Holy Creator, may the words of our being reach you, learn from you, and when finally spoken, be pleasing to you.

Last week, I found myself running along the Meewasin, heading south. During this outing, I was embraced by the waning Easter moon and I found myself reflecting on resurrection’s promise. Yet I could not get there, to the transformative hope the season promises, without a journey back to the place, time and space called Holy Saturday.

Shelly Rambo, in her book, Spirit and Trauma: A Theology of Remaining, shares this:

Holy Saturday reveals a distinct landscape of suffering that cannot be understood exclusively in terms of the passion; neither can it be interpreted in relationship to resurrection. Instead, the experience of God in hell is an experience of death extending beyond its conceivable boundaries;

(Shelly Rambo, Trauma)

Holy Saturday

Holy Saturday

In this landscape, in which we continue to find ourselves in a pandemic exile, three stories have surfaced that I would like to share.

The first is a love story. One which I was invited to witness almost five years ago. In my online presence, in which people share trust on multiple vulnerable issues, ranging from a crisis of faith to lamenting a seemingly absent of Creator. Questions arise that centre around where is this all-loving God in the midst of LGBT oppression and Christian colonising that continues?

This love story involves two people from a land where who you can and cannot love is not only defining, but it can also be lethal if it is someone whom you should not. Love, however, perseveres.

In this story, these two lovers flee their homeland, arrive in exile in a UN Refugee camp in a land far away and begin to seek a new home. That is where I come into their story. In time we meet, greet and pray. Then, they begin the long arduous process of coming to Canada.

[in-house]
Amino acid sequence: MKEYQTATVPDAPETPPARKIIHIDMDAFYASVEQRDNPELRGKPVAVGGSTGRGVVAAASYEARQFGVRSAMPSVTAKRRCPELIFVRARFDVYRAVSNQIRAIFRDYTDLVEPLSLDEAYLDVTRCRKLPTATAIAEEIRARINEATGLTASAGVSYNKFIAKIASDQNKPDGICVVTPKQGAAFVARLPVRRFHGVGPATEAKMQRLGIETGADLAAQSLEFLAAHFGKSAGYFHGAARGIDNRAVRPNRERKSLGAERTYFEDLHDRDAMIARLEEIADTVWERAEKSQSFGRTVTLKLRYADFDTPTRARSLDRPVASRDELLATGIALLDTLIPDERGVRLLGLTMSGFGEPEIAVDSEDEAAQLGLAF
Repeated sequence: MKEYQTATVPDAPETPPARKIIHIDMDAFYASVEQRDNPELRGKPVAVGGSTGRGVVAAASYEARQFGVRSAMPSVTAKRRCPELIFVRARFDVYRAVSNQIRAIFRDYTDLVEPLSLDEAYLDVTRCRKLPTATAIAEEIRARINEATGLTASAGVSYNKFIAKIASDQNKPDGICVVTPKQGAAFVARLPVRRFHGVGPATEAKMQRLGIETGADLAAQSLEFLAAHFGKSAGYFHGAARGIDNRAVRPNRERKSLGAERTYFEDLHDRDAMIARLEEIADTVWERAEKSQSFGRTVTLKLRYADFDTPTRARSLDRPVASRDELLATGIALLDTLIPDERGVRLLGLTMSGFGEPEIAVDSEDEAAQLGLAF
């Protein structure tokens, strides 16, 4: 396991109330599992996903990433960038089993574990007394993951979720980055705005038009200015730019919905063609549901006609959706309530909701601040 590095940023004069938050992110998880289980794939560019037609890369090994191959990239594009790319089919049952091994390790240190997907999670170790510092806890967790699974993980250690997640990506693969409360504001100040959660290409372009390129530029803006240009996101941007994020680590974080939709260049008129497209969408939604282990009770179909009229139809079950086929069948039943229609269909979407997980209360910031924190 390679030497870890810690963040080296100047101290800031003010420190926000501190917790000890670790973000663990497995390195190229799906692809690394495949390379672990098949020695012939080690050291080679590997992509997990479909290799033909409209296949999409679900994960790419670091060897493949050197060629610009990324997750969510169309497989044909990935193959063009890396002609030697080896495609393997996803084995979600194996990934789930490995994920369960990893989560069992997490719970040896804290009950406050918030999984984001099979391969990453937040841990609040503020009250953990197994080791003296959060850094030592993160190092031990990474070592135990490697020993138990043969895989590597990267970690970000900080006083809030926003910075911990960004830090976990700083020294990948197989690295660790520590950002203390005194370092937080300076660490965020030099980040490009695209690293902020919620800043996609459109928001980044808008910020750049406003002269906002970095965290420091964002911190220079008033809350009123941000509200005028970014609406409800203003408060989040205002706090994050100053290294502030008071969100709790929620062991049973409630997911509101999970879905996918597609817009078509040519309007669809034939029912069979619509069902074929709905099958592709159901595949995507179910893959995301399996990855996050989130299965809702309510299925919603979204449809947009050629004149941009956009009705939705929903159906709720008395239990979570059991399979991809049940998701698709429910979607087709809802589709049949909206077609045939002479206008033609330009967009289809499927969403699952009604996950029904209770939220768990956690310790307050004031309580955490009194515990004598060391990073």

In this time, they are separated, arrested, fall ill and, most harrowing, their child born in this place of exile is threatened to be seized and the lovers expelled. It is in this distinct landscape of Holy Saturday hell that we shall leave them, for now.

The next theme in this time of pandemic exile that has emerged involves friends and peers, alum and ministers, who are offering care and advocacy in the midst of the fentanyl crisis. In places where families are rent apart in the midst of addiction, job loss, and concerns of mental wellness, lay and ordered people have found themselves sitting with the powerless in a system that often diminishes their agency and too easily dismisses and demonises. In this landscape of desolation, obscured by other media crisis and agenda, lament cries out, seemingly unheard in this time of Holy Saturday.

The final tale that has surfaced for me is our own. A denomination stuck in decades of deficit’s tempting lull at the expense of missional discernment. In this place, congregations die, the faithful disperse and the Body suffers. Our beloved college, as a member of the same body, now too finds itself struck by heart-wrenching decisions that have left lives unmoored, trust decimated, and dreams shattered. Regardless of the intention of choices made, in this landscape, there is anger and a sense of betrayal